Drawing a circle on earth is more complex that it looks like.
Drawing a line or a poly line is simple, because the vertices are defined.
Not so on circle.
a circle is defined by all points having the same distance from center (in meters! not in degrees!!!)
Unfortuantley lat and lon coordinates have not the same scale.
(The distance between two degrees of latidtude is always approx. 111.3 km, while for longitude this is only true at the equator. At the poles the distance between two longitudes approach zero. In Europe the factor is about 0.6. (cos(48deg))
There are two solution, the first is more universal, usefull for nearly all problems.
- convert spherical coordinate (of circle center) to cartesian plane with unit = 1m, using a transformation (e.g equidistant transformation, also called equirectangular transf., this transformation works with the cos(centerLat) compensation factor)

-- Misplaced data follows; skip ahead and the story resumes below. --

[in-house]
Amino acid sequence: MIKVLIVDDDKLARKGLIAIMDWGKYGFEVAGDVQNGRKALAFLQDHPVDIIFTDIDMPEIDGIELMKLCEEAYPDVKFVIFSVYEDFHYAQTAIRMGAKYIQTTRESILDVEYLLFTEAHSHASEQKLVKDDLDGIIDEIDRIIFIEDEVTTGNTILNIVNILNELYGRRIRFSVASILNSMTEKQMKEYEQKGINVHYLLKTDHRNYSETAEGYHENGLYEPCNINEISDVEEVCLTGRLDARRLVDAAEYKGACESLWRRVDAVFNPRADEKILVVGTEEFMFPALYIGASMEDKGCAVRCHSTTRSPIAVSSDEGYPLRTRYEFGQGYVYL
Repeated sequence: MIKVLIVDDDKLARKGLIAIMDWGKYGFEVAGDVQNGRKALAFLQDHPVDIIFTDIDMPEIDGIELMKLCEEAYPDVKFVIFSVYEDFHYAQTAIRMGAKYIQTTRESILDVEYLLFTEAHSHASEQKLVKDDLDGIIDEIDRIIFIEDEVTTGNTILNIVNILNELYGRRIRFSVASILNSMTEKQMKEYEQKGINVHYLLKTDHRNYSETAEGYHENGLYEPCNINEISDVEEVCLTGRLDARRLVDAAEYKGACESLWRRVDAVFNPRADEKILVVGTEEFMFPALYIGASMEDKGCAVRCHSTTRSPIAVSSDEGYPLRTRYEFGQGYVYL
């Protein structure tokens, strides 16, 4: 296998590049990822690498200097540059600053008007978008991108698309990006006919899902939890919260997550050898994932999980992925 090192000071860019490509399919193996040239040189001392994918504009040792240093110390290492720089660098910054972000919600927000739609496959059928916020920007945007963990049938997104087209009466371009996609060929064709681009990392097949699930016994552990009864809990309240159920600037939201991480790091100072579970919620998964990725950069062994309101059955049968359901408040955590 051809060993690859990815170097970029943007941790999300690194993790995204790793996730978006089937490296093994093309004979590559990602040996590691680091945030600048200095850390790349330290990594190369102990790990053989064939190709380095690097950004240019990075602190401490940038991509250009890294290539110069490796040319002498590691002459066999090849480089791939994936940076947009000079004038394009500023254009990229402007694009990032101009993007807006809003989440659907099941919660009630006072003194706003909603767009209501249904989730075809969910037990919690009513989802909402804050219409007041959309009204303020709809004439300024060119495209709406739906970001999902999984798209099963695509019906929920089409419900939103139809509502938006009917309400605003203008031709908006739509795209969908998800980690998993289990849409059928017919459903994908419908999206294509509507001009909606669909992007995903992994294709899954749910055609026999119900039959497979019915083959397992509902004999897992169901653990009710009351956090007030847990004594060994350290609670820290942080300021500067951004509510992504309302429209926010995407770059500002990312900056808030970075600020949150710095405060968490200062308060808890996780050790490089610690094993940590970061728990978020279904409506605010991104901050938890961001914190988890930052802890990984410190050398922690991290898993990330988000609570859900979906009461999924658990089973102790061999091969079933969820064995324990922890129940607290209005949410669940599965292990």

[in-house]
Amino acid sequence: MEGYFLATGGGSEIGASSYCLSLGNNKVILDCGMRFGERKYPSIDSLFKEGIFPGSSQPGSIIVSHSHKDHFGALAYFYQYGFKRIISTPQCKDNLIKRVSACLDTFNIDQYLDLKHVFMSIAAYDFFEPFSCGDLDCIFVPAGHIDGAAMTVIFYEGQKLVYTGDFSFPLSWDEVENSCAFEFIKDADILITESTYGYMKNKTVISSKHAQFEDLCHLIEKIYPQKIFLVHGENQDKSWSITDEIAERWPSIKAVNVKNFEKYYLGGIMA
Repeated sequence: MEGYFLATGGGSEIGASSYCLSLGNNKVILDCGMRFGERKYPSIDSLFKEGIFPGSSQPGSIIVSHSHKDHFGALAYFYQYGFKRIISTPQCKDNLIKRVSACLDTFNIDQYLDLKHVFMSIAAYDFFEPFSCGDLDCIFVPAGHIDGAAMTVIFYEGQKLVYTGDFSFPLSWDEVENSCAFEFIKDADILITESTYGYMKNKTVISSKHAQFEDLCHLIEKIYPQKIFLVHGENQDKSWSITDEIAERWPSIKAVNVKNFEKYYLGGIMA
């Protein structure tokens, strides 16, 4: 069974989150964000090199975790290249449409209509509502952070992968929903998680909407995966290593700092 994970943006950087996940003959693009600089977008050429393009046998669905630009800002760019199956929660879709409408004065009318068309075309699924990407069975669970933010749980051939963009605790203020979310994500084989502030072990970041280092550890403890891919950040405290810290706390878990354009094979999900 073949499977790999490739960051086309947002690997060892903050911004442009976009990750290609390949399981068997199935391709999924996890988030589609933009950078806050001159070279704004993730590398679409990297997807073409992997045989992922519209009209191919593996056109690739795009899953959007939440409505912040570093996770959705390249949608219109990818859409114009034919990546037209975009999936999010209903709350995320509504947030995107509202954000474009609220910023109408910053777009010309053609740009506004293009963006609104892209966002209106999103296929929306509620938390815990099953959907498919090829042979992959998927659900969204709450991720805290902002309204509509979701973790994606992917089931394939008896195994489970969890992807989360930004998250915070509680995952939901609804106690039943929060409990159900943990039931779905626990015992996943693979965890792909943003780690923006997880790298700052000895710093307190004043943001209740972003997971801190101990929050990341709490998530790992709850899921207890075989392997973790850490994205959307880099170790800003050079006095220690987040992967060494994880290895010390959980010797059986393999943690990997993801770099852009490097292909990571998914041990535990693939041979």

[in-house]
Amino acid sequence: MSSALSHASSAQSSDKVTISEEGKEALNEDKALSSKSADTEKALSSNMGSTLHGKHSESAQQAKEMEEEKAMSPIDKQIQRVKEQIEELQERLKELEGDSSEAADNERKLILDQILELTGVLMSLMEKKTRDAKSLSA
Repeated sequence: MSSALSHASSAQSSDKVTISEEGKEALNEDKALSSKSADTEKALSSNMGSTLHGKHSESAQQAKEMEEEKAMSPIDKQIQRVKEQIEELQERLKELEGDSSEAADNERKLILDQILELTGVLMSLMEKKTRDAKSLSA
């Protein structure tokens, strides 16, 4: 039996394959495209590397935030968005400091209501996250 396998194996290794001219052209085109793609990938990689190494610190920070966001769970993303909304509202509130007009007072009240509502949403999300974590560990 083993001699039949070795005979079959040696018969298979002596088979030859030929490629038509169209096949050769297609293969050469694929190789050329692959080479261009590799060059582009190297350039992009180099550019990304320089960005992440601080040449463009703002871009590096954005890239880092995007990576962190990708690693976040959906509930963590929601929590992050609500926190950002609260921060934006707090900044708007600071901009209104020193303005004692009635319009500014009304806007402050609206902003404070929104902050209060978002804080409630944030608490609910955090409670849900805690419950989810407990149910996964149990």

- calculate points (e.g circle points) in x,y plane using school mathematics.
- transform all (x,y) points back to spherical (lat, lon) coordinates, using the inverse transformation of point 1.
1. write a function which draws an ellipse in defined rectangle (all cartesian x,y)
2. define bounding of the circle to draw:
2a: calculate north-south diameter of circle/ in degrees: this a bit tricky: the distance is define in meters, you need a transformation to get the latitudeSpan: one degrees of lat is approx 111.3 km (eart circumence / 360.0): With this meters_per_degree value calc the N-S disatcne in degrees.
2b: calculate E-W span in degrees: now more tricky: calculate like 2a, but now divide by cos(centerLatitude) to compensate that E-W distances need more degrees when moving north to have the same meters.
Now draw ellipseInRectangle using N-S and E_W span for heigh and width.
But a circle on a sphere looks on the projected monitor display (or paper) only like a circle in the center of the projection. This shows:
Tissot's Error Ellipse